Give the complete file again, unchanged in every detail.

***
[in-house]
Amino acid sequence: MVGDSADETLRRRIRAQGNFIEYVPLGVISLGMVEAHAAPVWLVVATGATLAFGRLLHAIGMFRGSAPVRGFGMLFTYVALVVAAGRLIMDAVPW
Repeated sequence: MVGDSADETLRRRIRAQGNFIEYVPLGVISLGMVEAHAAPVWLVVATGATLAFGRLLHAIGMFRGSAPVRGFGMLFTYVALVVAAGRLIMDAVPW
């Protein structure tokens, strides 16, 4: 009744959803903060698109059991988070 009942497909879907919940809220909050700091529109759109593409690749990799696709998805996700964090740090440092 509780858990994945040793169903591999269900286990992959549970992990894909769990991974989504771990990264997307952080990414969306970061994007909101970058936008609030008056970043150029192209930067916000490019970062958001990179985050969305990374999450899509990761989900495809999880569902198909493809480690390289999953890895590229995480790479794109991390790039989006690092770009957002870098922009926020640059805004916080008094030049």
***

[in-house]
Amino acid sequence: MVGDSADETLRRRIRAQGNFIEYVPLGVISLGMVEAHAAPVWLVVATGATLAFGRLLHAIGMFRGSAPVRGFGMLFTYVALVVAAGRLIMDAVPW
Repeated sequence: MVGDSADETLRRRIRAQGNFIEYVPLGVISLGMVEAHAAPVWLVVATGATLAFGRLLHAIGMFRGSAPVRGFGMLFTYVALVVAAGRLIMDAVPW
């Protein structure tokens, strides 16, 4: 009744959803903060698109059991988070 009942497909879907919940809220909050700091529109759109593409690749990799696709998805996700964090740090440092 509780858990994945040793169903591999269900286990992959549970992990894909769990991974989504771990990264997307952080990414969306970061994007909101970058936008609030008056970043150029192209930067916000490019970062958001990179985050969305990374999450899509990761989900495809999880569902198909493809480690390289999953890895590229995480790479794109991390790039989006690092770009957002870098922009926020640059805004916080008094030049």